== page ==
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Eastern Europe: Continuity and Change (1987–1995)

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Edited By Irena Grudzinska-Gross and Andrzej W. Tymowski

The book consists of articles from East European Politics and Societies, a journal published in the United States that first appeared in 1987. This selection is composed of papers written by the journal’s founders and early authors, among them Zygmunt Bauman, Tony Judt, Katherine Verdery, Vladimir Tismaneanu, Elemer Hankiss, Vesna Pusic, Maria Todorova. The first section Before the Change consists of texts written in the late 1980s; its authors tried to identify the cracks that would undermine or reform the existing system. In the second part of the book Alternative Futures contributors sketched the directions of the changes as they were just getting underway. The authors hoped that politics, economics, and societies were now free to reinvent themselves. The texts in the third section, Legacies of the Past, written before, during, and after the time of most drastic changes, show how the shadows cast by the histories of individual nations and the region as a whole continued to burden political strategies as well as daily lives.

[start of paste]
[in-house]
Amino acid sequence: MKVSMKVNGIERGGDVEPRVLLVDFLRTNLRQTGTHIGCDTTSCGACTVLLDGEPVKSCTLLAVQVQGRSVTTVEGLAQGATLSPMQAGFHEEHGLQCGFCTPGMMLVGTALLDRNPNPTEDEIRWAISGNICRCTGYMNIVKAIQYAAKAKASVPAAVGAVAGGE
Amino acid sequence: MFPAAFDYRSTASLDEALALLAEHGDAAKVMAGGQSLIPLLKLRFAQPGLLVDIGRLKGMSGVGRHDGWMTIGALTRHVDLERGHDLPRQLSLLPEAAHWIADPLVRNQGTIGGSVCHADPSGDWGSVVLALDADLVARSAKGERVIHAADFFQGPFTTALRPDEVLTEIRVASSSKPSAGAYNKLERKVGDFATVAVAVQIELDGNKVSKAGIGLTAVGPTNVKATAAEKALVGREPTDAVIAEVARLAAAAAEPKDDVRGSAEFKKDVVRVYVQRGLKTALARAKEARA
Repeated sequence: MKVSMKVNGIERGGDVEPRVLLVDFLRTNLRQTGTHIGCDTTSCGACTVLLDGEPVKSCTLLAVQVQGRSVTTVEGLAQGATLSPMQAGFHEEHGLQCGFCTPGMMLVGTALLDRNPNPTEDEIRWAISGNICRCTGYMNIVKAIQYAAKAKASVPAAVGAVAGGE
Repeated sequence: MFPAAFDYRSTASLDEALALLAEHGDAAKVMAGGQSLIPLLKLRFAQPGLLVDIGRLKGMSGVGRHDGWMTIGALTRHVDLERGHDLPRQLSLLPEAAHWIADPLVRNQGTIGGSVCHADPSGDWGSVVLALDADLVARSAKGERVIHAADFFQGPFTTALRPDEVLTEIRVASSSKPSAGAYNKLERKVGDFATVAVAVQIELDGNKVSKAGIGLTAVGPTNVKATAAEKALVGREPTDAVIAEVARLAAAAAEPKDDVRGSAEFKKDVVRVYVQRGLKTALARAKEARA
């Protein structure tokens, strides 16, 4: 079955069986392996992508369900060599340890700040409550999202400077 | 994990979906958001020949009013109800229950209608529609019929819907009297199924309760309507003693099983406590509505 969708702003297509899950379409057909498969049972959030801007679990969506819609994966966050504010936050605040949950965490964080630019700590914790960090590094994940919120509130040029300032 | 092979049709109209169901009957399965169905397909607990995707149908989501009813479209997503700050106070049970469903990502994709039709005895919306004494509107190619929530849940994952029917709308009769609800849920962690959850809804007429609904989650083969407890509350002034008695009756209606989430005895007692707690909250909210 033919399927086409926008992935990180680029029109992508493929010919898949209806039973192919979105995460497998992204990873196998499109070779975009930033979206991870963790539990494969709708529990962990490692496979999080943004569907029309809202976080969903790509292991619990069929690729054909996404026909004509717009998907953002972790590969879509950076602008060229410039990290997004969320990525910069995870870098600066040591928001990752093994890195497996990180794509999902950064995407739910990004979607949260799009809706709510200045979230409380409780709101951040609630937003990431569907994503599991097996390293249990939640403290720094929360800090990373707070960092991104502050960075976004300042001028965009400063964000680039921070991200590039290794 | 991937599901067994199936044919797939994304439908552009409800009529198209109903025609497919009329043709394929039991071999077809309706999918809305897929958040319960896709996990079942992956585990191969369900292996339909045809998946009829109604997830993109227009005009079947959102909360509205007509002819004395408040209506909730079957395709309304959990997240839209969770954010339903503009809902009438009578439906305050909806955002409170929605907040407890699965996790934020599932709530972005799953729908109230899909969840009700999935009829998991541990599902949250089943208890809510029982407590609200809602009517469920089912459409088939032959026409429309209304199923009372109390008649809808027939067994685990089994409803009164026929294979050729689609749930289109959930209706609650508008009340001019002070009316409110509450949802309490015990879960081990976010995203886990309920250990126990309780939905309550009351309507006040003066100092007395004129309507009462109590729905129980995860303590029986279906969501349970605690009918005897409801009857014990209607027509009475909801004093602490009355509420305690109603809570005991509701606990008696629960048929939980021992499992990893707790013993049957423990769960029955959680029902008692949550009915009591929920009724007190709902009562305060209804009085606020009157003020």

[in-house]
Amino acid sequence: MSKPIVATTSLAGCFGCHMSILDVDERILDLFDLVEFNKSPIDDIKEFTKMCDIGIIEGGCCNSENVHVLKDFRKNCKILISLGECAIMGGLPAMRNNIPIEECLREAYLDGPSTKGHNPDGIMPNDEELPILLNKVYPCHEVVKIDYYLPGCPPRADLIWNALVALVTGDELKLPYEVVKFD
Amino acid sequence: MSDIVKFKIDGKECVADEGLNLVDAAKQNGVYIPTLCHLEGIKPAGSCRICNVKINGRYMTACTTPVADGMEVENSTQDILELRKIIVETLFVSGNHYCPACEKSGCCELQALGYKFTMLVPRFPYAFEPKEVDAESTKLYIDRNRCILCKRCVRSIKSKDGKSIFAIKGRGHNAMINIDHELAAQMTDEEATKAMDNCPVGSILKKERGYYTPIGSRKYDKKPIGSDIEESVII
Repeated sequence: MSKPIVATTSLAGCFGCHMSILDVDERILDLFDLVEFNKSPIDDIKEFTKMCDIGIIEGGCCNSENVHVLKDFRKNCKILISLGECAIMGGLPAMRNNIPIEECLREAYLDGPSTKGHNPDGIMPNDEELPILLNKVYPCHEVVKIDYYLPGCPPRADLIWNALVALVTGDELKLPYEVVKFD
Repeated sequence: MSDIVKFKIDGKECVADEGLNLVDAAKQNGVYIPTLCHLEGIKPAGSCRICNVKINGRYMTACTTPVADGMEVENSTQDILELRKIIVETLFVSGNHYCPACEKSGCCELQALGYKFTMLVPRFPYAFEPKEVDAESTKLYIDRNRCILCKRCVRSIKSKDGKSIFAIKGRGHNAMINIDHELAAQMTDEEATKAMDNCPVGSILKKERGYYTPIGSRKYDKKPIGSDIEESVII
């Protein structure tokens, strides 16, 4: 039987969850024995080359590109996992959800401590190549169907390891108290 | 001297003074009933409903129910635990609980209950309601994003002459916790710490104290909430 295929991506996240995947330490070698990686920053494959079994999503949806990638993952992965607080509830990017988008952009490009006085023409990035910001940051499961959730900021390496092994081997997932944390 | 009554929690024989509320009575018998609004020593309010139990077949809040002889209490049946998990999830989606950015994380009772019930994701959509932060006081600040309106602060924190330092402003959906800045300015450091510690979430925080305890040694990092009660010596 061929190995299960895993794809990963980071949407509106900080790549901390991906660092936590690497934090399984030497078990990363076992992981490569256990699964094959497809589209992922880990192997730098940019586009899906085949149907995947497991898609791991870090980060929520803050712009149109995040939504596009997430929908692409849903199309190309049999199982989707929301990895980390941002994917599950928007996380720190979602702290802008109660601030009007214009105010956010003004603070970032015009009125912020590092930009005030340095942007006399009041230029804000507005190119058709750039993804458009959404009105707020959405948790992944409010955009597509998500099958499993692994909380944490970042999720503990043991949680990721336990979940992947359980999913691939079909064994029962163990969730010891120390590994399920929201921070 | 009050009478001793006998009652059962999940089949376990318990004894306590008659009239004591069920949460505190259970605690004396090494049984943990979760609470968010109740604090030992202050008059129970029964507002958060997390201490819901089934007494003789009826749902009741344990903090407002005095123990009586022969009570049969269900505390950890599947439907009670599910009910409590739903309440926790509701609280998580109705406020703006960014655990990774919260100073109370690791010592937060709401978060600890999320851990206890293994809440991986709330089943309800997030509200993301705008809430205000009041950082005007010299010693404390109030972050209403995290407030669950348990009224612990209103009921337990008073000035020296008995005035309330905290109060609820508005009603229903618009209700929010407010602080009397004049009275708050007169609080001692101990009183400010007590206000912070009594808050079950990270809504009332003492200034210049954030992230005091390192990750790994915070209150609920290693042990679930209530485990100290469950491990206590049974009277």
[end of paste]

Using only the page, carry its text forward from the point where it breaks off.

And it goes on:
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Eastern Europe: Continuity and Change, 1987-1995

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It is by now a well-worn commonplace that Communism “fell” or “imploded” in 1989, the annus mirabilis foretold by events such as the re-legalization of Polish Solidarity, the seepage of East Bloc citizens across the Hungarian and then the East German borders, and the dismantling of the Berlin Wall by deliriously happy citizens from east and west of it. The changes in the following years are also often treated as predetermined. Yet, the present collection of articles will show some of the intellectual and political preparations and effort that went into the not-so-spontaneous events of 1989 and their aftermath.

The book consists of articles from East European Politics and Societies, a journal published in the United States that first appeared in 1987. It was committed to analyzing the region from a variety of disciplinary perspectives articulated by scholars and other astute observers. Many of its authors were themselves dissidents, but most had established or were establishing their careers in western academia. The present volume is composed of articles written by the journal’s founders and early authors. We call them “classics.”

The first section—Before the Change—consists of texts written in the late 1980s; its authors never believed that Communism would fall of its own accord—it would have to be pushed. They try to identify where the “pushing” forces could come from. In the second part of the book—Alternative Futures—contributors sketched the directions of the changes as they were just getting...

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